As the antibiotics kick in and Alexander’s fever subsides we start having a little fun. The kids disappear into the snow and build forts. We caution them to stick together, but there is no lecture about the homeless guy on Ventura or the speed of cars. Instead we worry about boots falling off or spats between children.
The kids go to daycare ski school for a few hours and Robert and I take a few runs together. It’s fun, but it’s pretty tame and I’m needing just a little more.
I stand at the top of Outhouse and my brain clicks off. I haven’t a thought in my head other than can I do this? Has it been too long? I cannot think about Robert, the kids, pediatricians, Kasey. I can’t think of anything as I’m planning my route.
At some strange moment before my brain catches up to my gut, I’m headed downhill and carving a path between the bumps. I know it’s stupid, I know I promised Robert I wouldn’t do anything dumb, like ski double diamonds, but I’ve got one life and I’m capable.
Halfway down the run I stop for breath.
Let me tell you the number one rule of skiing the small tight bumps? Don’t stop. Restarting part way down a steep pitch is near impossible, now my arms are flapping like chicken wings and I’m the asshole in pink pants that should’ve stayed in Los Angeles.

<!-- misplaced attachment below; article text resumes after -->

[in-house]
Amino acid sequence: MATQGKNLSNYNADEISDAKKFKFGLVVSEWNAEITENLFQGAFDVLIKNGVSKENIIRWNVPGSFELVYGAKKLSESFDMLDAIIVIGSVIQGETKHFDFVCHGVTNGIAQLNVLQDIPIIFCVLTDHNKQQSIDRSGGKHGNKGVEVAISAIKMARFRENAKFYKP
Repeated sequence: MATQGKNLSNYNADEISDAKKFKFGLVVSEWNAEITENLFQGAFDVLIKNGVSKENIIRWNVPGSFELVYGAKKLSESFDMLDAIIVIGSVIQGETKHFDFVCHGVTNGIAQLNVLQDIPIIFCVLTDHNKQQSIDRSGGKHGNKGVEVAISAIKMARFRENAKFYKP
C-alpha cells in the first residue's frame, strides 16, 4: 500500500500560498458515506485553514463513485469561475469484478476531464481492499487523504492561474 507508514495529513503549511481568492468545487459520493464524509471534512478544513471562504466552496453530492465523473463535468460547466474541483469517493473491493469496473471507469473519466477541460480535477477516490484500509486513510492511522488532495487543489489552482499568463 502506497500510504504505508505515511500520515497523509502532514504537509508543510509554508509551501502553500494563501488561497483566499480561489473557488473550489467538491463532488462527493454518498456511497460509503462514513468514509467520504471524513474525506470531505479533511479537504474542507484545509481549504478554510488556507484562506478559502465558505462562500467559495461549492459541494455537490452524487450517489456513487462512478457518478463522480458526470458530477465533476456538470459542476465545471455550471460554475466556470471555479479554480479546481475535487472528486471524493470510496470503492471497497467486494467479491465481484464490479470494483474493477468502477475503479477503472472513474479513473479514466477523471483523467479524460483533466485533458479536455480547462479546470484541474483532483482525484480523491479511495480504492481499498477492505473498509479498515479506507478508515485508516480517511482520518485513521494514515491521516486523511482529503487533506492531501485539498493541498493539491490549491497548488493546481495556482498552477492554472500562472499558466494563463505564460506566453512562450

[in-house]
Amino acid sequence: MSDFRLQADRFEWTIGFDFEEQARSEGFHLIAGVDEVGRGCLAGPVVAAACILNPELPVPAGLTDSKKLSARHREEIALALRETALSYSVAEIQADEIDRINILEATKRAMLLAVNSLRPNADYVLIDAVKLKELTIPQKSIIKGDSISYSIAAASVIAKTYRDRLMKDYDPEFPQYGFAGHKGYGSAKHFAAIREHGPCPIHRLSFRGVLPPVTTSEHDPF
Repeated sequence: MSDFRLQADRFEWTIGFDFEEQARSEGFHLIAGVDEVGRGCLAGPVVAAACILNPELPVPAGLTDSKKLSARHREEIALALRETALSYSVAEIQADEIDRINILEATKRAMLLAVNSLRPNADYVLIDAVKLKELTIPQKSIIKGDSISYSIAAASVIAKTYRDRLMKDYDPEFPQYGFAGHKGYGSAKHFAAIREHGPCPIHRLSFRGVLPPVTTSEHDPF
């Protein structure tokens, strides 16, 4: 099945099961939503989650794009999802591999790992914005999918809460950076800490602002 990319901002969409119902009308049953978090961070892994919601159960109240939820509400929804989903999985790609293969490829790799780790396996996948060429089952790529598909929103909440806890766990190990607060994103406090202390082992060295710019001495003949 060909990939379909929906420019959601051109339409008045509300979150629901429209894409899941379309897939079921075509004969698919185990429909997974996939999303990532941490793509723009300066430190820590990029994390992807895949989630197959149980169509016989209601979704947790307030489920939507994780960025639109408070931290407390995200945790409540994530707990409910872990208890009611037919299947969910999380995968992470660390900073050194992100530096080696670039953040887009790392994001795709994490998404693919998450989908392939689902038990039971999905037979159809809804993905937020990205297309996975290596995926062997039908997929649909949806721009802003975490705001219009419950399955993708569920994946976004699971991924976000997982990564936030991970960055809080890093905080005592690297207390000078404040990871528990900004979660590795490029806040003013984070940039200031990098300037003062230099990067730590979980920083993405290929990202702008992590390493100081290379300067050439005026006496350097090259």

And then it comes together. Miraculously, I’m back in control. My hips are swivels, my legs are charged, my arms glide effortlessly and my head is three bumps ahead of my body.
It’s why I ski. Any amount of travel is worth one perfect run.
The afternoons were peppered with physical challenges on the top of the mountain, the mornings came with parenting challenges and the evening alternated between perfect family fun, healing hugs and overwhelming sadness. It was a good trip. It was the right trip to take.